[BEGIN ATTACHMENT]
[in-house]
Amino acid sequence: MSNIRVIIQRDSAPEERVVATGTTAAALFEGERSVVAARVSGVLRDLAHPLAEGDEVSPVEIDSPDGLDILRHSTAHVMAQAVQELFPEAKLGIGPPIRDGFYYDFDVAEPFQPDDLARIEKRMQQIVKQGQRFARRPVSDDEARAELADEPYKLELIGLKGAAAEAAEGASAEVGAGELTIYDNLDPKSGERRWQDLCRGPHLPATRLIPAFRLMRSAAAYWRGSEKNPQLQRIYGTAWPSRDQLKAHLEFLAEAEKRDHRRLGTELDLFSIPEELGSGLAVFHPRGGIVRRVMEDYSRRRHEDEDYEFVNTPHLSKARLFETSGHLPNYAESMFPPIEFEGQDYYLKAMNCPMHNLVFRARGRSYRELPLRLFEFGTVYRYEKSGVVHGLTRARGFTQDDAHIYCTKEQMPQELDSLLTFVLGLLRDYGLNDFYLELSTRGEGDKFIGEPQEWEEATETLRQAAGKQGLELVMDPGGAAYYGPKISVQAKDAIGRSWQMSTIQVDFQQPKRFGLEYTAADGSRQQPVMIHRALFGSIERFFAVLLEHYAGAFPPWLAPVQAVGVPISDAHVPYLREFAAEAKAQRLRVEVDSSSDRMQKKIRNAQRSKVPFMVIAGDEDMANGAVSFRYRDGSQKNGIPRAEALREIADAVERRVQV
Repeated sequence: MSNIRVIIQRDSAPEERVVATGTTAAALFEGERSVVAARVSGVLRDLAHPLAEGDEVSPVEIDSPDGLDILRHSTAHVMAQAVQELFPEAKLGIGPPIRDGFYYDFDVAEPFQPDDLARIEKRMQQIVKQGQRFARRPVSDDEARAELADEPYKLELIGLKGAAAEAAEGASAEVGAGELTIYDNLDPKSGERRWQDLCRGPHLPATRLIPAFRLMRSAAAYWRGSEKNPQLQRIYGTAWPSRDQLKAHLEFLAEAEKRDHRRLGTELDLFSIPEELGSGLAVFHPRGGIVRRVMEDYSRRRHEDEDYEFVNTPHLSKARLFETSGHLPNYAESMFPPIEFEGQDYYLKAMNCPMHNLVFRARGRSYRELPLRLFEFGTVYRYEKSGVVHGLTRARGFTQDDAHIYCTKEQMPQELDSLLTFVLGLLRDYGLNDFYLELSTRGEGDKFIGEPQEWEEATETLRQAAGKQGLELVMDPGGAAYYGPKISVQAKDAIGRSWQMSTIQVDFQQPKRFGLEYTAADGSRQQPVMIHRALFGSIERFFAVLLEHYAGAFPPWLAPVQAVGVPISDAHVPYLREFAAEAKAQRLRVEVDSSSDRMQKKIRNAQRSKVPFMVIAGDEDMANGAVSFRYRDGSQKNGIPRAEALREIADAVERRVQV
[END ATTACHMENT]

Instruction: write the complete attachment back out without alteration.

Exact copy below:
[in-house]
Amino acid sequence: MSNIRVIIQRDSAPEERVVATGTTAAALFEGERSVVAARVSGVLRDLAHPLAEGDEVSPVEIDSPDGLDILRHSTAHVMAQAVQELFPEAKLGIGPPIRDGFYYDFDVAEPFQPDDLARIEKRMQQIVKQGQRFARRPVSDDEARAELADEPYKLELIGLKGAAAEAAEGASAEVGAGELTIYDNLDPKSGERRWQDLCRGPHLPATRLIPAFRLMRSAAAYWRGSEKNPQLQRIYGTAWPSRDQLKAHLEFLAEAEKRDHRRLGTELDLFSIPEELGSGLAVFHPRGGIVRRVMEDYSRRRHEDEDYEFVNTPHLSKARLFETSGHLPNYAESMFPPIEFEGQDYYLKAMNCPMHNLVFRARGRSYRELPLRLFEFGTVYRYEKSGVVHGLTRARGFTQDDAHIYCTKEQMPQELDSLLTFVLGLLRDYGLNDFYLELSTRGEGDKFIGEPQEWEEATETLRQAAGKQGLELVMDPGGAAYYGPKISVQAKDAIGRSWQMSTIQVDFQQPKRFGLEYTAADGSRQQPVMIHRALFGSIERFFAVLLEHYAGAFPPWLAPVQAVGVPISDAHVPYLREFAAEAKAQRLRVEVDSSSDRMQKKIRNAQRSKVPFMVIAGDEDMANGAVSFRYRDGSQKNGIPRAEALREIADAVERRVQV
Repeated sequence: MSNIRVIIQRDSAPEERVVATGTTAAALFEGERSVVAARVSGVLRDLAHPLAEGDEVSPVEIDSPDGLDILRHSTAHVMAQAVQELFPEAKLGIGPPIRDGFYYDFDVAEPFQPDDLARIEKRMQQIVKQGQRFARRPVSDDEARAELADEPYKLELIGLKGAAAEAAEGASAEVGAGELTIYDNLDPKSGERRWQDLCRGPHLPATRLIPAFRLMRSAAAYWRGSEKNPQLQRIYGTAWPSRDQLKAHLEFLAEAEKRDHRRLGTELDLFSIPEELGSGLAVFHPRGGIVRRVMEDYSRRRHEDEDYEFVNTPHLSKARLFETSGHLPNYAESMFPPIEFEGQDYYLKAMNCPMHNLVFRARGRSYRELPLRLFEFGTVYRYEKSGVVHGLTRARGFTQDDAHIYCTKEQMPQELDSLLTFVLGLLRDYGLNDFYLELSTRGEGDKFIGEPQEWEEATETLRQAAGKQGLELVMDPGGAAYYGPKISVQAKDAIGRSWQMSTIQVDFQQPKRFGLEYTAADGSRQQPVMIHRALFGSIERFFAVLLEHYAGAFPPWLAPVQAVGVPISDAHVPYLREFAAEAKAQRLRVEVDSSSDRMQKKIRNAQRSKVPFMVIAGDEDMANGAVSFRYRDGSQKNGIPRAEALREIADAVERRVQV